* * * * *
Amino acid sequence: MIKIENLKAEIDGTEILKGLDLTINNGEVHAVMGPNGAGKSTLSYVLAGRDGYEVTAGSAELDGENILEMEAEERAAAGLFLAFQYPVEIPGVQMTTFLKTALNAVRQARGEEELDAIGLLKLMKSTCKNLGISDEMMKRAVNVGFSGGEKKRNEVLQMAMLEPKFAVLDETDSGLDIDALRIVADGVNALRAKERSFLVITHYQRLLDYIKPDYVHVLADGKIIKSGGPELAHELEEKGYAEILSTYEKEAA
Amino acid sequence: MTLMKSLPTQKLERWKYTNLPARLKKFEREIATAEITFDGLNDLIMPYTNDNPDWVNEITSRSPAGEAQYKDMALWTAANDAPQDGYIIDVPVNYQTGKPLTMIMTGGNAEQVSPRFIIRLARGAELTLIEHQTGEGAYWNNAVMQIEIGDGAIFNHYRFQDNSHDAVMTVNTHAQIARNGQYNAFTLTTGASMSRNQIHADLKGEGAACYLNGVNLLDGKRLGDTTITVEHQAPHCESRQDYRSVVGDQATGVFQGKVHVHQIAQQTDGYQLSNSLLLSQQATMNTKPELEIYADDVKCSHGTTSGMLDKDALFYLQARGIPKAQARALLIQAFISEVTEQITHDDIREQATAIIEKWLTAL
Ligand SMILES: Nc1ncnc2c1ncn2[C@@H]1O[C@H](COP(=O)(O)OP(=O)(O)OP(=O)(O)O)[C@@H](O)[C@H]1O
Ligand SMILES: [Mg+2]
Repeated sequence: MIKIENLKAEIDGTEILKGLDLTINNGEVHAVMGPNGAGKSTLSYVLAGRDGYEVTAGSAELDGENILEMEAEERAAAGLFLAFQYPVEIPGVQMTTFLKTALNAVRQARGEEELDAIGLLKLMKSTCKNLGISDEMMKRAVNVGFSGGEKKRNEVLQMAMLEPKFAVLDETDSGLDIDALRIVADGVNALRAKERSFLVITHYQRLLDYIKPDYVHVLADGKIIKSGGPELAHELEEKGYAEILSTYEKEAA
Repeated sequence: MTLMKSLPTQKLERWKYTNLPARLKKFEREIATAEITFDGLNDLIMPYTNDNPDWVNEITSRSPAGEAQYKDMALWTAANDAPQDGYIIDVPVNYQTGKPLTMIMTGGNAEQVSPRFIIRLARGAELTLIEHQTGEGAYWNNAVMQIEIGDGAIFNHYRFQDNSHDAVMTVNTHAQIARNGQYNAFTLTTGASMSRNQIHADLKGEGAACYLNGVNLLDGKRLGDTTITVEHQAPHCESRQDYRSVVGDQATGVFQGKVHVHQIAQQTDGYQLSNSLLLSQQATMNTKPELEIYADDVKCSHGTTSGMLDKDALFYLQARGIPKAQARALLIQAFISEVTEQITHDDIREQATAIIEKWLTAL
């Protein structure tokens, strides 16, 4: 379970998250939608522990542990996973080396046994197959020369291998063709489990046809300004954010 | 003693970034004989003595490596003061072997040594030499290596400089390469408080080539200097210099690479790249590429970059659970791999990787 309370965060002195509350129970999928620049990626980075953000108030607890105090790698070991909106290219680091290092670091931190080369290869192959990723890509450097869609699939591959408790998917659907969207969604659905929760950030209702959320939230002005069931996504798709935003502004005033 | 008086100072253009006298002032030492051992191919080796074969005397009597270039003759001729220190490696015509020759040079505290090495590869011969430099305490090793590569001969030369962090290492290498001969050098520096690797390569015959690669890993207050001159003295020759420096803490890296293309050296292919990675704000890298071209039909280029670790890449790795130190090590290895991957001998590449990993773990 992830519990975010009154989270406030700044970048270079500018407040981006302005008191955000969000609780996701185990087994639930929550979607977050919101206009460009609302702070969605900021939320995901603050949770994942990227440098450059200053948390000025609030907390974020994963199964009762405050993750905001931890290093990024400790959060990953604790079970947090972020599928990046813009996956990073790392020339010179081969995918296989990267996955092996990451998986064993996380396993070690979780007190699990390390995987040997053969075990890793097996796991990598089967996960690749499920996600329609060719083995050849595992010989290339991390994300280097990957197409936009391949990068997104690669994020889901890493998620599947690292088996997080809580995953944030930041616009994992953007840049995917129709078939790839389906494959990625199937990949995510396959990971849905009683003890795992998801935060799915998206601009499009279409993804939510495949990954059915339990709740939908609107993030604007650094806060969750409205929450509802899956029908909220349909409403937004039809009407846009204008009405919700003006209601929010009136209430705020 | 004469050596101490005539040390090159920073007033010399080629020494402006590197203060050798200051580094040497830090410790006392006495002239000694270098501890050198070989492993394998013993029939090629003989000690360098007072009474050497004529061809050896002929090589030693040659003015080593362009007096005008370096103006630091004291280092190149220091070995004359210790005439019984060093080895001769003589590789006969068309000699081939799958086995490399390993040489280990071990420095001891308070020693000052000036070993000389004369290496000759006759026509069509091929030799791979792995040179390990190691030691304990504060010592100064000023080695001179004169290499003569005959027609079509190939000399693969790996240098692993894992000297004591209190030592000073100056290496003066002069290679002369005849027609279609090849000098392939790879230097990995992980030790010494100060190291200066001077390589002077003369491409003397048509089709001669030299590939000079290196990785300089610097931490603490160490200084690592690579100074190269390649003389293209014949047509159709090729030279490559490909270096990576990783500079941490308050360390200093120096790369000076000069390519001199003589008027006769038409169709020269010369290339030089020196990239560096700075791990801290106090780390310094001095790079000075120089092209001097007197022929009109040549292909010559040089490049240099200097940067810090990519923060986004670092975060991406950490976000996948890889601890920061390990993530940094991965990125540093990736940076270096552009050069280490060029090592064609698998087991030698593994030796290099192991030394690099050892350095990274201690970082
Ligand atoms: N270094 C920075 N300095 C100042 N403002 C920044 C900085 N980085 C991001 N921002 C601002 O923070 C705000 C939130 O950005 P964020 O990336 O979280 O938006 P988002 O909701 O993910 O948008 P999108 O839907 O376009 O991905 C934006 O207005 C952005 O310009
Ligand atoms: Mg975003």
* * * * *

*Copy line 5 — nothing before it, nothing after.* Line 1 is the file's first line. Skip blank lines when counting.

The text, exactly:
Repeated sequence: MIKIENLKAEIDGTEILKGLDLTINNGEVHAVMGPNGAGKSTLSYVLAGRDGYEVTAGSAELDGENILEMEAEERAAAGLFLAFQYPVEIPGVQMTTFLKTALNAVRQARGEEELDAIGLLKLMKSTCKNLGISDEMMKRAVNVGFSGGEKKRNEVLQMAMLEPKFAVLDETDSGLDIDALRIVADGVNALRAKERSFLVITHYQRLLDYIKPDYVHVLADGKIIKSGGPELAHELEEKGYAEILSTYEKEAA